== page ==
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Lotus ditching hybrid drivetrain for all-electric power in accessible SUV

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  • Automotive industry
  • Lotus Cars
  • Battery electric vehicle
  • Sport account vehicle
  • battery
  • Vehicle
  • Tesla Model X

Lotus ditching hybrid drivetrain for all-electric power in accessible SUV

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British sports car maker Lotus is alteration its tune in more ways than one as it prepares to launch an all-electric SUV in the next few years.

What was originally pegged to be powered by a hybrid drivetrain, Lotus‘ accessible SUV code-named “Lambda” will reportedly be absolutely array powered, featuring two electric motors, Autocar writes.

Two variants are planned for the Lamda, a 600 application base model and a 750 application flagship. Current estimates advance the agent will have a range of over 360 miles, although engineers have their eyes on accretion that number if possible. As such, the SUV is accepted to go toe-to-toe with the likes of the Tesla Model X.

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Hardcore Lotus fans might be anxious about the brand’s alteration to making bigger, heavier, less sporty cartage — characteristics that are absolutely un-Lotus.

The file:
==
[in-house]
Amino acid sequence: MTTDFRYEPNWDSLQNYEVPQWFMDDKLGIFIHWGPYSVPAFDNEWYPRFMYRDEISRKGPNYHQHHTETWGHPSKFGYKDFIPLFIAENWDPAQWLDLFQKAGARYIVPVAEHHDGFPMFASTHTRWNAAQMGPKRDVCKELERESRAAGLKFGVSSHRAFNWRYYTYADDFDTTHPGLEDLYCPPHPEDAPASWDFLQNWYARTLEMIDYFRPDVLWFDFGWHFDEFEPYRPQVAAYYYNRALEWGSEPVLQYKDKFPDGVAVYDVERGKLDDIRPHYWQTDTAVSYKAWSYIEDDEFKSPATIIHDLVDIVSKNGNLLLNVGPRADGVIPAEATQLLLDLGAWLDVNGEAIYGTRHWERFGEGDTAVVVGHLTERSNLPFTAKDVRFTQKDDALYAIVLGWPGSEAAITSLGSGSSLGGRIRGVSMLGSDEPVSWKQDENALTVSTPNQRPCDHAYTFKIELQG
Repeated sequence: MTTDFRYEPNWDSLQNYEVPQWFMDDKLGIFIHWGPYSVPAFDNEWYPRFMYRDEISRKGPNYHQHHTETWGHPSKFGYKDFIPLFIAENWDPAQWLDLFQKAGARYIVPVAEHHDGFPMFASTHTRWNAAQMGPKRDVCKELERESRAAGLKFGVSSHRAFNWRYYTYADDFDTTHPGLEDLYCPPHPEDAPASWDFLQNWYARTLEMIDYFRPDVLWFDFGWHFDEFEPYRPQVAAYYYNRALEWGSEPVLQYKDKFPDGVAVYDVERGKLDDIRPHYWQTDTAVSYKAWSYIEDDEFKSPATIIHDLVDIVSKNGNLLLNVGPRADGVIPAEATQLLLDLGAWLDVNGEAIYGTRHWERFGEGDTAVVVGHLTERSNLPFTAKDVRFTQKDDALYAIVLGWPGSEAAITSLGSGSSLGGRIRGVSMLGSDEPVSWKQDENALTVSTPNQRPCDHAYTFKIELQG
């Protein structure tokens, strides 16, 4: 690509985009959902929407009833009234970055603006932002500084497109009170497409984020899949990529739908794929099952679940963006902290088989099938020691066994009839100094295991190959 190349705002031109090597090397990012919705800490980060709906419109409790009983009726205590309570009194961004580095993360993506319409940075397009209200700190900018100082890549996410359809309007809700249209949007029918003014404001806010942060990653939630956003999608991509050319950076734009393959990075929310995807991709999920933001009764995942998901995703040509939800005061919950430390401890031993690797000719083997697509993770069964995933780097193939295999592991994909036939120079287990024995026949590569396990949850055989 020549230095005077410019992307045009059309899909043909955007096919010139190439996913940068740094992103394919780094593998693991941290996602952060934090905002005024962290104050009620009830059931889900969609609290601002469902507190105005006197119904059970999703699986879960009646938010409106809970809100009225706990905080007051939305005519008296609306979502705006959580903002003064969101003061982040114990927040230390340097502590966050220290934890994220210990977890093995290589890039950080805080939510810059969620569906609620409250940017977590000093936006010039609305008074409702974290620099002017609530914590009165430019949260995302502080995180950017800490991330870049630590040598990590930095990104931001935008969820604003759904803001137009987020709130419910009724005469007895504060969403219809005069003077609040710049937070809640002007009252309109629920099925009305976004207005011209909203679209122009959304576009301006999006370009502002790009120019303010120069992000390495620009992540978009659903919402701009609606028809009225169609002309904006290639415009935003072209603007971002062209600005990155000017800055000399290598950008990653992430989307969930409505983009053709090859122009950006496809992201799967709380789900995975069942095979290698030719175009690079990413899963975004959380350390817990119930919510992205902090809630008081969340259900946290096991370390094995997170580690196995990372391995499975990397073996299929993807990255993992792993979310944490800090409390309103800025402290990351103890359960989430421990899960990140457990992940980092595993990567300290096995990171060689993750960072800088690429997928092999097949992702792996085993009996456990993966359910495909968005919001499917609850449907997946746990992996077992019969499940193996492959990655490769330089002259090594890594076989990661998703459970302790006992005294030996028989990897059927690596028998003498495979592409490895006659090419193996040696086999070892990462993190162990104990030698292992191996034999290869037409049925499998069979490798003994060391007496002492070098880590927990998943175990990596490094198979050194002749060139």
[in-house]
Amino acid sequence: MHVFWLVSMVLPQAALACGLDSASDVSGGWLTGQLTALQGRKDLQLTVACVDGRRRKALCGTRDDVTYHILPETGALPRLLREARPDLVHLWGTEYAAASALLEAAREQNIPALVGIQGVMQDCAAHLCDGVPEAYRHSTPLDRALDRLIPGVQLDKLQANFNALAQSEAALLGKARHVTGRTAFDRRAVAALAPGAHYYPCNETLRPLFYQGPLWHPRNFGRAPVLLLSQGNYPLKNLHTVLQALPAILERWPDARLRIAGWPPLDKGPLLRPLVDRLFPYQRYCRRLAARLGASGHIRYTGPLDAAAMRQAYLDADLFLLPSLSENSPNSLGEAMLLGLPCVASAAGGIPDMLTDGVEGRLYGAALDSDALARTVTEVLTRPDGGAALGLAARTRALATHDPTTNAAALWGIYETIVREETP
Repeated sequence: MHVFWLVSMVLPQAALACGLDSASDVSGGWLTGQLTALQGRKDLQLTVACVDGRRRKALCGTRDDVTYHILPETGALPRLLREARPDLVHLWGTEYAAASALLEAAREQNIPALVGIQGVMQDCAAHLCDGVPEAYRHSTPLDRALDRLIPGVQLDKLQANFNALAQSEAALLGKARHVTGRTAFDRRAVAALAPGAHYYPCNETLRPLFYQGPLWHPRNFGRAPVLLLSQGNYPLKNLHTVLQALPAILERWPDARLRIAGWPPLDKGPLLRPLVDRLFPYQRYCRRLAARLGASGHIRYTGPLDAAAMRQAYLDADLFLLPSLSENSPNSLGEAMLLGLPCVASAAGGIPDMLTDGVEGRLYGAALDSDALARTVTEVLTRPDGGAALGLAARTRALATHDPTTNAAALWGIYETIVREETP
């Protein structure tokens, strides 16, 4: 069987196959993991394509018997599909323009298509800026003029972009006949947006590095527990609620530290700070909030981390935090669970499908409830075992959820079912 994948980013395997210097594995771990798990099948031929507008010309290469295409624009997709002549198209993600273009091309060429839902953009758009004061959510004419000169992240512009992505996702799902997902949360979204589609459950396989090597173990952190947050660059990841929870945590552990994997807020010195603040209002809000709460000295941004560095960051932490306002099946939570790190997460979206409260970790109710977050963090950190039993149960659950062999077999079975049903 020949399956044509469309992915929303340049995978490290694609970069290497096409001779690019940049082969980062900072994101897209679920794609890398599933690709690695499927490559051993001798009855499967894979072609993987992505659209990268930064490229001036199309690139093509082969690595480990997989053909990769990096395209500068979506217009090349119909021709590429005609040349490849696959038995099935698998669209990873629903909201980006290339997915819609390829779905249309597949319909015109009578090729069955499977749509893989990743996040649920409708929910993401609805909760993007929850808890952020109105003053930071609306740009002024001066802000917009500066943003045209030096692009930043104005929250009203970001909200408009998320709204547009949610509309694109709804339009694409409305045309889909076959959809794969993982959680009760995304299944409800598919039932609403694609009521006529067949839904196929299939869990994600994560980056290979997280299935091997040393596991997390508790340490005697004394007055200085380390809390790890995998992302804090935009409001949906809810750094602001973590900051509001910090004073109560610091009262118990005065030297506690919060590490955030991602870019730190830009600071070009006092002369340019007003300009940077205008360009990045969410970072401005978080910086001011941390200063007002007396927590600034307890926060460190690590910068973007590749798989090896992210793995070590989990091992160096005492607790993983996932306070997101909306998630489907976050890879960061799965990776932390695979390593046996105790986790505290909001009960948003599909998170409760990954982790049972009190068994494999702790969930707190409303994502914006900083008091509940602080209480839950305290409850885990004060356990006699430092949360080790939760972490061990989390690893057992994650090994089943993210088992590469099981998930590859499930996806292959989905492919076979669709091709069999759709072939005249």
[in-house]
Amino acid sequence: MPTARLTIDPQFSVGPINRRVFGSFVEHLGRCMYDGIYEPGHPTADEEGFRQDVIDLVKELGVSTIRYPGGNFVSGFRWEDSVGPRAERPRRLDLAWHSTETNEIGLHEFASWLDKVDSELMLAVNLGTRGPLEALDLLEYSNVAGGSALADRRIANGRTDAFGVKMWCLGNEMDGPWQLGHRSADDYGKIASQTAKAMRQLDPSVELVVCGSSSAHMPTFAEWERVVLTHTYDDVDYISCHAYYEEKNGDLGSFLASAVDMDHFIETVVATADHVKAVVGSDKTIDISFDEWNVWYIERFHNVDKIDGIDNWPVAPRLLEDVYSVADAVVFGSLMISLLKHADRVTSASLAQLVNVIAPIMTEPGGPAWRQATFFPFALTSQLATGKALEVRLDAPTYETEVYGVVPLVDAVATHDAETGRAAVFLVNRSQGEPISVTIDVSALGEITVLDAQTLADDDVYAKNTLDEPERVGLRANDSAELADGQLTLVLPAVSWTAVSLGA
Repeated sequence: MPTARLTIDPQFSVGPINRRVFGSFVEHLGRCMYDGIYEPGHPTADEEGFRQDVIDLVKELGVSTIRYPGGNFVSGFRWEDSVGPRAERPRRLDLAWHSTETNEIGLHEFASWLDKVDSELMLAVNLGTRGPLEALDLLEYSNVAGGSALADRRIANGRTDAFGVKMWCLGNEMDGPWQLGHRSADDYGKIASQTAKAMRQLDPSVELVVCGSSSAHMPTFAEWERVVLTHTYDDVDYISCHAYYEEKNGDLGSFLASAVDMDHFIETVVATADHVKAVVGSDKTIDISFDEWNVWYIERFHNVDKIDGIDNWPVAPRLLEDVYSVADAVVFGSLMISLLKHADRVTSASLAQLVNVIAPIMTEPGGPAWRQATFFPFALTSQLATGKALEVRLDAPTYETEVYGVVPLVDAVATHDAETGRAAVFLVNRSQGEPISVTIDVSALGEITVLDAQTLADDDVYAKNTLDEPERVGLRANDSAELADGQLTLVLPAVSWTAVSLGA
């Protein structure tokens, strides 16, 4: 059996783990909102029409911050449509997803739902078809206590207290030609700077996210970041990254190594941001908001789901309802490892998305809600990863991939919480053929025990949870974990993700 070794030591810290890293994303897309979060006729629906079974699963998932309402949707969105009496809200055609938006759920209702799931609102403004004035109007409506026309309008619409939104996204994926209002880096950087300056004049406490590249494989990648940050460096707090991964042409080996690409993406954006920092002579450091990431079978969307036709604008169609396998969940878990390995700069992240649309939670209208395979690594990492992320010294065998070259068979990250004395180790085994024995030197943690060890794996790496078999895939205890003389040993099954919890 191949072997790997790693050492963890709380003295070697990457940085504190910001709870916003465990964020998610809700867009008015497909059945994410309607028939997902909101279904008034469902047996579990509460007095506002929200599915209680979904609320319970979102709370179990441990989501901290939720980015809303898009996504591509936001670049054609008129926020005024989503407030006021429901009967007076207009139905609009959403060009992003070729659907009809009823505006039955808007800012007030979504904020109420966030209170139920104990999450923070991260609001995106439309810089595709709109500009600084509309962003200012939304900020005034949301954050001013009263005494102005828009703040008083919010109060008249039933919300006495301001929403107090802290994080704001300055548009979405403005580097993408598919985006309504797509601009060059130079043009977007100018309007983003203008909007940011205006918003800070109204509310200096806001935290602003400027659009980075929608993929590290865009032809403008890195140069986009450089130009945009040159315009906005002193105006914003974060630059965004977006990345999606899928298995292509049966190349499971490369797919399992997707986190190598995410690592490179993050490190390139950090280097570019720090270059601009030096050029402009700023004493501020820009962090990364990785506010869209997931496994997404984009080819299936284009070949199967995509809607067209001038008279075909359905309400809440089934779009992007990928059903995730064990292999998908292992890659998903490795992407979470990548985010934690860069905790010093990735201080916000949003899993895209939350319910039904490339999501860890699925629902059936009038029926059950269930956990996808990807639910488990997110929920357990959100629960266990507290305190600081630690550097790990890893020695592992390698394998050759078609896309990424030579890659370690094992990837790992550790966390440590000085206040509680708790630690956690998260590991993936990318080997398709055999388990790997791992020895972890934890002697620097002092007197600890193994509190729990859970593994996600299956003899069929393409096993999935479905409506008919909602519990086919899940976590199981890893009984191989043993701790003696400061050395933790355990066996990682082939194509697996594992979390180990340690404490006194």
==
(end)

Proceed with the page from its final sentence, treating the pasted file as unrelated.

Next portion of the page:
But the arena field is changing, with gasoline cartage set to be banned in the near future, the Norfolk-based carmaker needs to move with the times like every other car brand and pivot to low discharge drivetrains. It needs to go electric.

Thankfully, though, those in charge are well aware of how Lotus made its name and what drivers expect from its cars.

Despite being owned by Geely, the Chinese bunch that also owns Volvo and Polestar, development of the Lambda is being led by Lotus‘ engineers based in Hethel, Norfolk. Even with a heavy battery, engineers are absorption on making the Lambda as light as it can possibly be.

In 2017, Geely’s head of design Peter Horbury said: “I’m sure if you’re calling it a Lotus, it has to be the lightest it can be of that genre.”

Lotus‘ SUV comes as part of a connected advance from its parent company, and also brings with it aspirations of growing its sales, absolutely in the US and China. The aggregation hopes the SUV will help it triple its annual sales from 1,500 to 5,000 units.

Lotus is already seeing successes with its growth plans. Earlier this year, the aggregation sold all 130 units of the Evija, its 1,900 application all-electric hypercar — that might not sound like much, but with a retail price of over $2.6 actor per car, it was going out on a limb.

As Lotus strives to become a volume carmaker, rather than a fringe specialist, we’ll see a reimagining of its old time mantra of “simplify and add lightness.” With the power of electrified drivetrains that sounds like a very agitative proposition, and let’s not forget the first Tesla Roadster was about based on the light and agile Lotus Elise.


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Published November 9, 2020 — 13:15 UTC

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